Burning down the Jungle: Makeshift Calais camp is torched by migrants following a day of violence by

Migrants have started to torch the notorious Jungle camp in protest over the demolition of the site, leading to clashes between angry protesters and police.

As the flames tore through the light timbers and canvas of the buildings, some migrants called for the demolition to stop, with one woman protesting on the roof of one of the buildings.

She warned police not to approach when they moved forward to arrest her male companion as around 100 makeshift homes in the so-called ‘Jungle’ were torn to the ground yesterday, with bulldozers likely to continue their work all this week.

Earlier, AP reported the woman, thought to be from Iran, had followed through on a threat to cut her own wrists when approached by police.

Meanwhile, migrants brandishing metal bars and hurling rocks tried to hijack lorries today as demolition workers supported by riot police carried on smashing up their illegal camp.

It has led to many of the migrants trying to get to Britain as quickly as possible, forcing traffic to a standstill on major roads while trying to get on board HGVs.

‘Gangs broke out of the camp overnight, and started threatening drivers in the middle of the road,’ said a Calais police spokesman.

‘Tear gas and baton charges were used to restore order, and then the gang members were forced back inside the camp.’

At least 12 shelters were set ablaze by the refugees yesterday, during disturbances involving left-wing agitators from the UK.

Three members of the so-called ‘No Borders’ group were arrested for inciting the migrants to attack the police.

At least one unidentified woman from Britain was among those arrested during a day of violence in the French port town.

She was seen in front of a mob of mainly Afghan refugees hurling bricks and stones at officers who fought back with tear gas.

A second woman – a German who identified herself as Ronia – said she had ‘no regrets’ about ‘offering resistance on behalf of the refugees’.

As Ronia was handcuffed, and placed inside a police car, she said: ‘Everyone in the camp has a right to a home and a future.’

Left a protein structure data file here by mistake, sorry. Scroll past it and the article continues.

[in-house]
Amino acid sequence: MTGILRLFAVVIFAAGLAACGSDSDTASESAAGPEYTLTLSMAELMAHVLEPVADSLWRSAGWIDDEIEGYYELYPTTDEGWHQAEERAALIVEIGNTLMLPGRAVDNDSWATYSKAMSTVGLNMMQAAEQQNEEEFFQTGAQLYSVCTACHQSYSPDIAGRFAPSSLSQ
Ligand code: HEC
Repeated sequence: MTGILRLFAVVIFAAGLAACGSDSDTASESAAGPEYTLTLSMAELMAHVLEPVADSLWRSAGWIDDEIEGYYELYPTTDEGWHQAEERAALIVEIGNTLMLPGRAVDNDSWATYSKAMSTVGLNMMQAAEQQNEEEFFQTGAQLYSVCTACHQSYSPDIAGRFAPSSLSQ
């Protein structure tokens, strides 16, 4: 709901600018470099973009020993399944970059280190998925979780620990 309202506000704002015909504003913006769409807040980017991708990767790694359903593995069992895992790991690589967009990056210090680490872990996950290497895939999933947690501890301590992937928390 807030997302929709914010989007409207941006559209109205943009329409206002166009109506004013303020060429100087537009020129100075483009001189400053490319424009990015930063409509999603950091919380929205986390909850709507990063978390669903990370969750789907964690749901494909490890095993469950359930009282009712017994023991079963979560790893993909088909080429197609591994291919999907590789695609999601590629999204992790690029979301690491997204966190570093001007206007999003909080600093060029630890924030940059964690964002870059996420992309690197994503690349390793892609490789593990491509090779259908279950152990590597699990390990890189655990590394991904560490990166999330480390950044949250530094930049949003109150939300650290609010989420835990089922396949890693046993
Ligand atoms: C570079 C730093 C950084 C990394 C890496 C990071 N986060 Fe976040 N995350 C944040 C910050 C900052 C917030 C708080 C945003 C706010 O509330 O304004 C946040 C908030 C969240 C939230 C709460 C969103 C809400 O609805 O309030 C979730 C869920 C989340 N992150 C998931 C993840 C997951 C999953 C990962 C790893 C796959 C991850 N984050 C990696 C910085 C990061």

The worst trouble started soon after demolition workers supported by CRS riot police arrived at around midday yesterday.

It followed a court order last week that gave the French authorities the legal right to destroy the south side of the sprawling shanty town.

Fabienne Buccio, the Pas-de-Calais prefect who ordered the ‘dismantling’ of the camp in the first place, turned up at the start of the operation.

She attacked left-wing groups such as No Borders for ‘manipulating migrants’ and using their problems for political ends.

Mrs Buccio insisted that many of the homes being demolished had ‘already been evacuated’ and were ‘full of rubbish, not people’.

Kazim Lahr, a 22-year-old Afghan refugee, said: ‘We expected them to move in this week, but the number of police is astonishing.

‘We have been told to get out of the south side of the camp, which is where all our homes and restaurants are. We have nowhere else to go.

‘Me and my friends are preparing to stay here, as our only intention is to get to Britain. The French treat us like animals, but the British will not.’

Tensions were high as bulldozers continued dismantling the southern half of the Jungle camp, which has become a magnet for people hoping to reach Britain.

Roving teams were trying to convince the inhabitants to leave of their own volition and move to better accommodation provided for them, but many fear it will take them further from their goal of reaching Britain, with clashes erupting.

'We have already seen prison and torture, this doesn't scare us,' a migrant told one of the teams.

There are currently more than 3,000 people from war-torn countries living in the south side of the camp.

Some have been offered accommodation in converted shipping units in the north side, but there are not enough to go round.

The units are behind security fences, and all those who apply for a heated unit have to supply palm prints.

‘They are like prisons – very few of us want to go there,’ said another Afghan migrant, who asked to be referred to as Ali, 25.

The ‘evacuation’ of the Calais camp is expected to carry on all this week, and the police are braced for more violence.

The evicted migrants have been offered heated accommodation in refitted containers set up next door to the camp, but many are reluctant to move there because they lack communal spaces and movement is restricted.

They have also been offered places in some 100 reception centres dotted around France.

The demolition of the Jungle comes ahead of talks on Thursday between French President Francois Hollande and British Prime Minister David Cameron and the existence of which has played into fraught discussions about Britain's possible exit from the EU.

Some opponents of 'Brexit' say that if Britain were to leave the EU, the British government would lose the ability to call on France to stop the refugees from trying to make their way across the Channel.

( Source )

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